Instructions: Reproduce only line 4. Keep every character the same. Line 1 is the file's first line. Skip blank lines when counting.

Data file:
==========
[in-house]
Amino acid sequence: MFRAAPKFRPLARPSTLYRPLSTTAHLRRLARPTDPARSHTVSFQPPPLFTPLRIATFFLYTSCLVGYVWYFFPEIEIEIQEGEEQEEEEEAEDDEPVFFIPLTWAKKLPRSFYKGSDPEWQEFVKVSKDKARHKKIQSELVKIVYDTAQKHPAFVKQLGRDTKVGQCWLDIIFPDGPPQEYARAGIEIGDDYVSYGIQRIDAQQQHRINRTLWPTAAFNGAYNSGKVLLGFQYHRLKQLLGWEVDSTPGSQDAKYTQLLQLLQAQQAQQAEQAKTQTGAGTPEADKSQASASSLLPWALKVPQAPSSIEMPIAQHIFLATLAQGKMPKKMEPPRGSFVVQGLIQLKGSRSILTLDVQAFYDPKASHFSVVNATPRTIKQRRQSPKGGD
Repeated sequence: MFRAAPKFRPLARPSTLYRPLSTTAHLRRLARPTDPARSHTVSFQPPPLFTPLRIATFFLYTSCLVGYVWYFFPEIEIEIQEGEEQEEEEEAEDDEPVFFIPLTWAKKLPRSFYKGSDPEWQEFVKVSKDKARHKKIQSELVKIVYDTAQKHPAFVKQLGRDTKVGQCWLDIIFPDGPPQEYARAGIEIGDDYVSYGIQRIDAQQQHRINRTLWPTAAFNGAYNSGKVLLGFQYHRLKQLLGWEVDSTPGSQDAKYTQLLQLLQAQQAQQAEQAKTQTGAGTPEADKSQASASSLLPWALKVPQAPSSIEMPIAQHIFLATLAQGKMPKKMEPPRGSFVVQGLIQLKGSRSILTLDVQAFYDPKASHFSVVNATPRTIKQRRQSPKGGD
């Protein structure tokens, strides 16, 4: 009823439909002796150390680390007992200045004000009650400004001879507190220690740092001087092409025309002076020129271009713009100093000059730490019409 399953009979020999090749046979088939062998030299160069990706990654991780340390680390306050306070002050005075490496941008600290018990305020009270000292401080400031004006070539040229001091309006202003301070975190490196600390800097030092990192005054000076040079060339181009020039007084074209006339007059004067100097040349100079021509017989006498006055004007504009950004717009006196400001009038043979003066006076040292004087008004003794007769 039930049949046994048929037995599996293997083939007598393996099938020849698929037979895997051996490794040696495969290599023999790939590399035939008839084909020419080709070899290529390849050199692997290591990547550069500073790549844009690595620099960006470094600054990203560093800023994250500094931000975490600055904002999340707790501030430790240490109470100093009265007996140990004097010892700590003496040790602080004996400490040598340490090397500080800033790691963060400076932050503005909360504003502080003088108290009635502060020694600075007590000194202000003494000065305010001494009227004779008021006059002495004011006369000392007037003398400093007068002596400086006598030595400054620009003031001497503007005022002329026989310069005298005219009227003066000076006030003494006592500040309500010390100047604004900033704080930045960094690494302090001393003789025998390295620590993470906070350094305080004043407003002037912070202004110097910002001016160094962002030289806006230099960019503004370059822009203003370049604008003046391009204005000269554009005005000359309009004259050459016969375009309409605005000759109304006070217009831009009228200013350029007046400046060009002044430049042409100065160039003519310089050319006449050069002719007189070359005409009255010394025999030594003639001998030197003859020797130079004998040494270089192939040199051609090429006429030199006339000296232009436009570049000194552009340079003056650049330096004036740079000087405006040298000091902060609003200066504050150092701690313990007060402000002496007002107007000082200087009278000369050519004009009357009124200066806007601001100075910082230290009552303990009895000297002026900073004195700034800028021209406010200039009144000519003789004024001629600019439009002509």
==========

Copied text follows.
């Protein structure tokens, strides 16, 4: 009823439909002796150390680390007992200045004000009650400004001879507190220690740092001087092409025309002076020129271009713009100093000059730490019409 399953009979020999090749046979088939062998030299160069990706990654991780340390680390306050306070002050005075490496941008600290018990305020009270000292401080400031004006070539040229001091309006202003301070975190490196600390800097030092990192005054000076040079060339181009020039007084074209006339007059004067100097040349100079021509017989006498006055004007504009950004717009006196400001009038043979003066006076040292004087008004003794007769 039930049949046994048929037995599996293997083939007598393996099938020849698929037979895997051996490794040696495969290599023999790939590399035939008839084909020419080709070899290529390849050199692997290591990547550069500073790549844009690595620099960006470094600054990203560093800023994250500094931000975490600055904002999340707790501030430790240490109470100093009265007996140990004097010892700590003496040790602080004996400490040598340490090397500080800033790691963060400076932050503005909360504003502080003088108290009635502060020694600075007590000194202000003494000065305010001494009227004779008021006059002495004011006369000392007037003398400093007068002596400086006598030595400054620009003031001497503007005022002329026989310069005298005219009227003066000076006030003494006592500040309500010390100047604004900033704080930045960094690494302090001393003789025998390295620590993470906070350094305080004043407003002037912070202004110097910002001016160094962002030289806006230099960019503004370059822009203003370049604008003046391009204005000269554009005005000359309009004259050459016969375009309409605005000759109304006070217009831009009228200013350029007046400046060009002044430049042409100065160039003519310089050319006449050069002719007189070359005409009255010394025999030594003639001998030197003859020797130079004998040494270089192939040199051609090429006429030199006339000296232009436009570049000194552009340079003056650049330096004036740079000087405006040298000091902060609003200066504050150092701690313990007060402000002496007002107007000082200087009278000369050519004009009357009124200066806007601001100075910082230290009552303990009895000297002026900073004195700034800028021209406010200039009144000519003789004024001629600019439009002509």